‘Make your mammogram a priority’ – breast cancer survivor Jodi Jones shares tips for navigating a difficult diagnosis
Oct. 1, 2018 is forever etched in the mind of Jodi Jones as the day she was diagnosed with breast cancer. Jones, who works at Regence, is now cancer-free two years later and enjoys sharing what she learned about a cancer that today affects 1 in 8 women.
Establish healthy habits
Healthy lifestyle choices have been long tied to better health outcomes, and this extends to cancer , too – from lowered risk to improved outcomes during treatment and while in remission.
“While we can’t control what happens to us, we can choose to prioritize healthy habits,” says Jones, who established a healthy routine early in her treatment, citing nutrition, exercise, sleep and stress management as four key areas of focus.
Eating nutritious food and exercising regularly are recommended by health experts for everyone, including those working through a cancer diagnosis. The American Cancer Society also reports that increased body weight and weight gain as an adult are linked with a higher risk of breast cancer after menopause.
“I found that having healthy food available and prepared ahead of time made it easy to eat regularly and helped me maintain adequate levels of protein to keep my treatment on track,” says Jones. “My favorite breakfast while undergoing treatment was salmon, sweet potatoes and green beans. A cup of bone broth in the evening packed in 9 grams of protein and had the added benefit of helping me sleep through the night.”
During her treatment process, Jones prioritized at least 150 minutes of activity each week, as recommended by the Centers for Disease Control and Prevention (CDC), by walking around her neighborhood or at a nearby community park. “I found that it helped to establish a routine and find a walking partner, so it's fun and you stick with it.”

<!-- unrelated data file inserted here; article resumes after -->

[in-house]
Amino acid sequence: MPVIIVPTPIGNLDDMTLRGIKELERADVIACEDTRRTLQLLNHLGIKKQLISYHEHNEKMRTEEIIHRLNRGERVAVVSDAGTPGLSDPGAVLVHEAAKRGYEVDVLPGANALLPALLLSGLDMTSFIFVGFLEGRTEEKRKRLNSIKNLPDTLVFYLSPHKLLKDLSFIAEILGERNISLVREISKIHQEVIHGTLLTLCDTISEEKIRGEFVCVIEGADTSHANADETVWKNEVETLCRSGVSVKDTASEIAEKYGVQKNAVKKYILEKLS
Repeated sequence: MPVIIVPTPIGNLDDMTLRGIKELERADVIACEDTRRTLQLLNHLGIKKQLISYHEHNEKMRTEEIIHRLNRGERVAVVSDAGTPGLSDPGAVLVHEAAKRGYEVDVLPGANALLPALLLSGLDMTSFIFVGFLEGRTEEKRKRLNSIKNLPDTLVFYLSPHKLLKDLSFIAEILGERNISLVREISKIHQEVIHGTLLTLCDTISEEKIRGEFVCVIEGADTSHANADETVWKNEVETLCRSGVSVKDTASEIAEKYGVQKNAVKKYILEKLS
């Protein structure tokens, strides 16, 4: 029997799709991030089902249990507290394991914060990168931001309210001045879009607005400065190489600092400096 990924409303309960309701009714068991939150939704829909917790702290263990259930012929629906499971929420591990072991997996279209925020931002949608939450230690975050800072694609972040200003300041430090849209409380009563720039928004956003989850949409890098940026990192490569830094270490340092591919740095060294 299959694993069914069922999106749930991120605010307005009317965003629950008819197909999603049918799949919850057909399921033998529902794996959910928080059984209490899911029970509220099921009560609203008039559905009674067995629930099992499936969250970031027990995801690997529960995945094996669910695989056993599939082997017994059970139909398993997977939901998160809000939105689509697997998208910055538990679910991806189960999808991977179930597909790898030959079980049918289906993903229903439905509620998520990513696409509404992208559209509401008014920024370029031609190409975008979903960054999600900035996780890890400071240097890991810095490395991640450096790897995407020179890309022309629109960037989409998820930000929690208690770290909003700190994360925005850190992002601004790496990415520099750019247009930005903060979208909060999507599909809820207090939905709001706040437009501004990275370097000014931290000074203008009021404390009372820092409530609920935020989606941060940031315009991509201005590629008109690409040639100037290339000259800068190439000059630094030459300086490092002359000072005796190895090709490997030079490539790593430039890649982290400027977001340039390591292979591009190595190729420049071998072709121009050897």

Sleep also plays a vital role in overall health and well-being, when the body heals and repairs itself. Jones says that she prioritized at least 8 hours of sleep each night during her treatment.
Finally, Jones says that managing stress during treatment was a difficult yet important step to keep her recovery on track. Studies also show that persistent feelings of stress have potential health impacts.
“Having cancer taught me to let go of the unimportant things. Facing life with a positive attitude and letting go of fear makes a big difference in the joy experienced each day.”
Keep a journal
Jones says that she found it helpful to keep a personal journal throughout her treatment to track her progress and identify questions for her oncology team.
“That way you don’t forget to ask the things that have been on your mind – and believe me, there will be many! Write down your questions and concerns – anything on your mind – and take it to your appointments.”
Know that it’s okay to accept help from others
When you’re living with breast cancer, it can be challenging to balance treatment with your regular day-to-day tasks – especially when you’re dealing with side effects like fatigue and pain.
“A wise friend helped me to learn to accept help from others. It's not just good for you. It is good for the person who wants to help you.”
Schedule your mammogram
Above all, Jones stresses the importance of getting a regular mammogram as part of preventative care, especially for women between the ages of 45 and 54. Finding breast cancer early is key to improved outcomes, and a mammogram can detect cancer before it’s large enough to be found by a self-exam.
“Make your mammogram a priority and get it scheduled today. It matters because YOU matter to those who love you.”
Most Regence health plans cover annual in-network preventive mammograms at 100 percent. Regence members can log in to regence.com to learn more about preventative care benefits, search for in-network doctors, and more.